Ian Appow has been reducing dangerous wildfire fuels around Eugene for the past two fire seasons.
Ian Appow: Everyone’s understanding of how to best handle this is different and that has to be respected and encouraged and shepherded along here. It’s part of the process, because it’s going to take a culture shift. It’s not going to take one project that’s a month and a half, two months long and all our problems are gone. There’s adaptive change that we have to do, and this is how you do it.
John Q.: Ian and partners go through five steps when setting up fuel reduction projects:
Step One: Identify the properties.
Two: Assess the hazards.
Three: Meet with the landowner who decides what to do.
Four: Coordinate the crews.
Ian and his Northwest Youth Corps teams are halfway through Step five: Get stuff done.
Ian Appow: The Northwest Youth Corps is bringing in people, people from North Carolina, Texas, Washington, Idaho, New Jersey, Pennsylvania, and they’re in small groups of five or six because of COVID and they’re camping outdoors and, they’re remote and sticking together as a pod and their experience, I think is just so interesting. And you know, I think to them, a lot of times it doesn’t seem like a big deal. I’ve seen interactions with some, from the public coming up to them, talking to them about what they’re doing and learning about it. And, it totally shifts the mentality in a matter of milliseconds. It’s just amazing how quickly the relationship and the work has translated into these young peoples’ lives so quickly, and then how passionate they are. Seeing these young adults step up, that aren’t even from here, and do this work, it’s incredible.
John Q.: The teams were visited at a work site recently by United States Senator Ron Wyden.
Sen. Ron Wyden: Eighty years ago, the Civilian Conservation Corps was out there planting trees and fighting fire and putting beautiful trails out there for everybody to enjoy. And you guys are an updated picture of what was done 80 years ago. You’re reducing fire risk, you’re planting trees. You’re doing the kinds of things that people did 80 years ago. So I’ve introduced legislation to basically create, all over the country, these Youth Corps projects like yours. And I think they’re going to make a huge difference both in terms of helping local economies, helping ecosystems, and giving particularly young people a shot at the future. It’s called the 21st Century Civilian Conservation Corps. And we’re going to have these kinds of projects all over the country because you’ve been hearing during this Congress, ‘You want to build back better’? I think you’re a big part of building back better.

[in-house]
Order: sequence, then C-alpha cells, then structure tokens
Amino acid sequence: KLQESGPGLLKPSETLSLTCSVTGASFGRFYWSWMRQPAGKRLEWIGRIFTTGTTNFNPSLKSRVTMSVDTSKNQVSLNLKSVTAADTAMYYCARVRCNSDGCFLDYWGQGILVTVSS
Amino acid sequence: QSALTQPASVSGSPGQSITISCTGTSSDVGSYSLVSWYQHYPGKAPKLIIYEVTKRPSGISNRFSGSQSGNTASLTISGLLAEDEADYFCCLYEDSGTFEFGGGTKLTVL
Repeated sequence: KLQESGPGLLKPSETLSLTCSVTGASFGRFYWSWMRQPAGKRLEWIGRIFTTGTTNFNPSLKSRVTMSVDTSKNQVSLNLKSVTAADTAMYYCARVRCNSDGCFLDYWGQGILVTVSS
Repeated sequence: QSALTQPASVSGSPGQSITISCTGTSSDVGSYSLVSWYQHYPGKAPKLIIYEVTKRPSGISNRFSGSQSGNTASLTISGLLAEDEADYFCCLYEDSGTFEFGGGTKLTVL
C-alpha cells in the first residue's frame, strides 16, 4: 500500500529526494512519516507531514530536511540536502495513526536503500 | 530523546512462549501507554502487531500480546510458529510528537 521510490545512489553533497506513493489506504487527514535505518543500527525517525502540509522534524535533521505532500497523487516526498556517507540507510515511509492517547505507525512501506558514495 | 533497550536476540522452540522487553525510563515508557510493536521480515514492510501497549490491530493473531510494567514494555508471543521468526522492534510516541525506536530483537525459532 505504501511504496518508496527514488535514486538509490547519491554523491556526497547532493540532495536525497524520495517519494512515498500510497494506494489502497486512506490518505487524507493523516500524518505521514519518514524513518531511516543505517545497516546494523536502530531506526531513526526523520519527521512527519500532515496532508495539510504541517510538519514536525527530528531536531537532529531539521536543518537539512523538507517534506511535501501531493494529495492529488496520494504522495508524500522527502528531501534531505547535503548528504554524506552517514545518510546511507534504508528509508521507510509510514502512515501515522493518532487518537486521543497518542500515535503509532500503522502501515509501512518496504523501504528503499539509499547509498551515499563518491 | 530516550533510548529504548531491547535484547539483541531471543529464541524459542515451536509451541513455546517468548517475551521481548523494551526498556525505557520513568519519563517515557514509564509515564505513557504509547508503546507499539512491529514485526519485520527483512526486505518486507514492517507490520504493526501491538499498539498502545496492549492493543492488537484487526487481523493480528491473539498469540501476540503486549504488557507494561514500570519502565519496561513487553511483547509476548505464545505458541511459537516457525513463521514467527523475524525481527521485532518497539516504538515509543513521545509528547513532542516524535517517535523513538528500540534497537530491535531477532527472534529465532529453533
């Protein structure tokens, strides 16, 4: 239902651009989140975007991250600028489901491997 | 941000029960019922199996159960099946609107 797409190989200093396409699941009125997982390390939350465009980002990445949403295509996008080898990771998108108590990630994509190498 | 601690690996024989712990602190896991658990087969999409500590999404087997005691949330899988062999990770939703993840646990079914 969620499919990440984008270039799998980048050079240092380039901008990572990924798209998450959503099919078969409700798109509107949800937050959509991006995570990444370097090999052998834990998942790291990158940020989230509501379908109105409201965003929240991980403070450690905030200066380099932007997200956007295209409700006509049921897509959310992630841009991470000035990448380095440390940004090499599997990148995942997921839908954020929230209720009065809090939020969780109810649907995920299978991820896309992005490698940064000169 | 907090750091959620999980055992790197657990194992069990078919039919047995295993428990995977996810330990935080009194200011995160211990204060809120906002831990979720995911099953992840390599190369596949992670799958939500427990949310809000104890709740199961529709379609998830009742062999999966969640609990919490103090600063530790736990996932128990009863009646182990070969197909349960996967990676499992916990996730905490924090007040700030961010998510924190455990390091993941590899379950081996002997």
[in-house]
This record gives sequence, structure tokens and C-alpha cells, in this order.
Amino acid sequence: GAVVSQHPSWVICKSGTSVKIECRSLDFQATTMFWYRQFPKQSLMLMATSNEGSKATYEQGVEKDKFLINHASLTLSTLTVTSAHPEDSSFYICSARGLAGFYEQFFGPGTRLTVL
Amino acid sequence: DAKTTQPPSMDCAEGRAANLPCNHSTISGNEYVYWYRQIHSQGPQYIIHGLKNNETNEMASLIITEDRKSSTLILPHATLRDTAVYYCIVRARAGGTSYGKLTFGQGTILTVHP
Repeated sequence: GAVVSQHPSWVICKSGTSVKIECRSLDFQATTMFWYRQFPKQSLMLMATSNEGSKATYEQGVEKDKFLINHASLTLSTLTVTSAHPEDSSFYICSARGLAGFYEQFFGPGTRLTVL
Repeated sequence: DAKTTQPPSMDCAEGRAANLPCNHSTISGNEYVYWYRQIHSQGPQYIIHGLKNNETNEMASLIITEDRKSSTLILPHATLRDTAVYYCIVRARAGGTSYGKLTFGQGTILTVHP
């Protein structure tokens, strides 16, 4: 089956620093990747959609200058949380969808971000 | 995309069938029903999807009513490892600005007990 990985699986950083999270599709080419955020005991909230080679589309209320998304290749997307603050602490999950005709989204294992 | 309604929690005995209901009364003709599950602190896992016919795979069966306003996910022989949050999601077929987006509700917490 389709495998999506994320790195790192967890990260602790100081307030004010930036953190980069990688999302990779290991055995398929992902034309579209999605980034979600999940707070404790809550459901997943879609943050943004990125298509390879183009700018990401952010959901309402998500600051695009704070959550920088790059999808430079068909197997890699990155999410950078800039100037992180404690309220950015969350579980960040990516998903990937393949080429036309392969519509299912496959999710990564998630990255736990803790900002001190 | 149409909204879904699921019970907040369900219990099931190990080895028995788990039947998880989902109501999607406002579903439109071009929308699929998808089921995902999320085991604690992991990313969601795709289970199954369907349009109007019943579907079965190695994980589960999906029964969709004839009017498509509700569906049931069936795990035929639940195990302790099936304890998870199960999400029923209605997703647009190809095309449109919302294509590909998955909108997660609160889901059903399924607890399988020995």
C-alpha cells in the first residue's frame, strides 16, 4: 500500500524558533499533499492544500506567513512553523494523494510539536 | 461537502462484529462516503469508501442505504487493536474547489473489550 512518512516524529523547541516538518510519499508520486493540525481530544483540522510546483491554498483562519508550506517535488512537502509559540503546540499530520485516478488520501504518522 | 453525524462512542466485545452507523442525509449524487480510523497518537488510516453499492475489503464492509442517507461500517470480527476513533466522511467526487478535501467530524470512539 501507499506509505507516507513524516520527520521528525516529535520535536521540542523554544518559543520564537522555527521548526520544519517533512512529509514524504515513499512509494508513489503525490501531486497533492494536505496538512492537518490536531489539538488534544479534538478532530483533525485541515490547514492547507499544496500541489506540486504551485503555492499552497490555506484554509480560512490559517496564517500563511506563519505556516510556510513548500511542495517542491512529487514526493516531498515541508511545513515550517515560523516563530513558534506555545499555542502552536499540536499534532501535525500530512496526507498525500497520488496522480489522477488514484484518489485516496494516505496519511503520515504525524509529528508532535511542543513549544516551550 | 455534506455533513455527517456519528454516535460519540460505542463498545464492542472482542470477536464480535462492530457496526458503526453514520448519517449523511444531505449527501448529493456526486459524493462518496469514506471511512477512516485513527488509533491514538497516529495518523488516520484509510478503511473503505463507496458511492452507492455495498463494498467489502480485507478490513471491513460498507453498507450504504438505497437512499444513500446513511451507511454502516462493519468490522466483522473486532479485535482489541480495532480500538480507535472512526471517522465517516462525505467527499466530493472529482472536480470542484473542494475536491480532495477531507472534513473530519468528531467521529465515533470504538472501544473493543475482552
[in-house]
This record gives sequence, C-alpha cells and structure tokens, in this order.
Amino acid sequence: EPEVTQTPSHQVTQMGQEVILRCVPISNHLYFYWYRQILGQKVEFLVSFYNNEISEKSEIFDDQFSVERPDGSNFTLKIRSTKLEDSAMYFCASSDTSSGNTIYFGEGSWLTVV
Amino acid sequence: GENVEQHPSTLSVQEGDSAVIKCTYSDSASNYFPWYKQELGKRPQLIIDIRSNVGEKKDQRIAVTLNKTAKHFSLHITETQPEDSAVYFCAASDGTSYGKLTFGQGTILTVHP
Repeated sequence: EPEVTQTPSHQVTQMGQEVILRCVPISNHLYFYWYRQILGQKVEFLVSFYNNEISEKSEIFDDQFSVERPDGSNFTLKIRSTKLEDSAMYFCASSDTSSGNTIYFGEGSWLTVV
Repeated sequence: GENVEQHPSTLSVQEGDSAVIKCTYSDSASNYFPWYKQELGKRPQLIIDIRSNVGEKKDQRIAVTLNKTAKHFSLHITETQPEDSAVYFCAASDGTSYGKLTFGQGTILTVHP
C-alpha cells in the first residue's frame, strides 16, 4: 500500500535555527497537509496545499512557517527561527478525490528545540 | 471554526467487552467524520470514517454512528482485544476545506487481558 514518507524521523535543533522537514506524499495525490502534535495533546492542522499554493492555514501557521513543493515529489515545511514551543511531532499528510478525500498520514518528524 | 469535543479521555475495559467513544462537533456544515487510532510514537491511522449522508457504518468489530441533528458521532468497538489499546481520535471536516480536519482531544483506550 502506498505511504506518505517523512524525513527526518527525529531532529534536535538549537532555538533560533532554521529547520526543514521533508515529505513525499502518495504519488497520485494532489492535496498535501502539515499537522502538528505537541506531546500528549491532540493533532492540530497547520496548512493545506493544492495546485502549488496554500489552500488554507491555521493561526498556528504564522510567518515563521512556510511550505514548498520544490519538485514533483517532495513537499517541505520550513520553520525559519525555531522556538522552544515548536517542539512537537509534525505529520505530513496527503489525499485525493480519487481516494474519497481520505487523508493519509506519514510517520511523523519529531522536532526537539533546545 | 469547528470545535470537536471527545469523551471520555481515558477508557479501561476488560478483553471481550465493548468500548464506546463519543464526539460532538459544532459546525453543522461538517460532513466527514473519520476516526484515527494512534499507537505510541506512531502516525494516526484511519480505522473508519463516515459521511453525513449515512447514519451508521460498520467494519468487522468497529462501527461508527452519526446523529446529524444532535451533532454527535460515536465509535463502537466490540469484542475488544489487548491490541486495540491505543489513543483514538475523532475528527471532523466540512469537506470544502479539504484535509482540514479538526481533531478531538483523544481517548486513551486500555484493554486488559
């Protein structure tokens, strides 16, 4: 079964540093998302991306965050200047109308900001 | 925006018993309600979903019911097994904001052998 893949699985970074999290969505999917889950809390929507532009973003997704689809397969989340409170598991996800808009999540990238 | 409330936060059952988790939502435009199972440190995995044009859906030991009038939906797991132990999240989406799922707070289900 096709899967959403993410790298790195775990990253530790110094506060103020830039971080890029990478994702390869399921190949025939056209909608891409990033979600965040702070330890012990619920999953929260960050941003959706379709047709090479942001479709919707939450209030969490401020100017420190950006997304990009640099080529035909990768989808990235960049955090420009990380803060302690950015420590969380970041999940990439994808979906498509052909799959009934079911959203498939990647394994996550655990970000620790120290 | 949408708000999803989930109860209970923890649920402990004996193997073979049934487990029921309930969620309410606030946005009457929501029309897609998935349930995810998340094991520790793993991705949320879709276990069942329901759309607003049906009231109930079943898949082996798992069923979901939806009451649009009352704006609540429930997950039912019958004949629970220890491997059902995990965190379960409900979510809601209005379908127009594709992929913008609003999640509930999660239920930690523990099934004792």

Ian Appow: The visit with Senator Wyden was at a location where the residents had volunteered hours, they’d given funding to help with their own fuels mitigation work, and they had all these stacks and stacks and stacks, and we came through with a chipper and help them load up containers. We just gave them some extra hours and extra bodies and attention to it, because, talking about fire is what we do.
For people, when they’re not ready for the conversation, it can be very staggering and it’s like almost harsh, saying, ‘You have higher dues’ or ‘You’re being fined’ or someone coming in clearing, or, ‘Your house is already gone through a fire.’
John Q.: Ian said those discussions are important as we come together as a community to prepare for the next big wildfire.
Ian Appow: You can see this and it’s going to always need work. You know, these are always a work in progress. We have a shorter window of time, but we have more partners. We have more investment. We have more organizational experience. And what does it look like this time around? It’s looking really good.
John Q.: And as that work wraps up, the cycle begins anew with step one, identify properties.
The Eugene Wildfire Preparedness Coalition sent out a bright orange postcard this week offering a free wildfire risk assessment. Tom Peck says he has been overwhelmed by the response, answering phone calls nonstop. Tom says the high demand shows the need for a citizen-based training program. In fact, Tom said, he’s collaborating with Katie Gibble from Ashland Fire and Amanda Rau from OSU Extension on just such a program: Wildfire Risk Assessment training. They expect to train the first 20 citizens this year. In the meantime, Tom apologizes for the delay in returning your phone calls, and Eugene neighborhood residents interested in a free home assessment should email Eug.Fire.Prep.Coalition@gmail.com or sign up at https://tinyurl.com/3fctcwxv.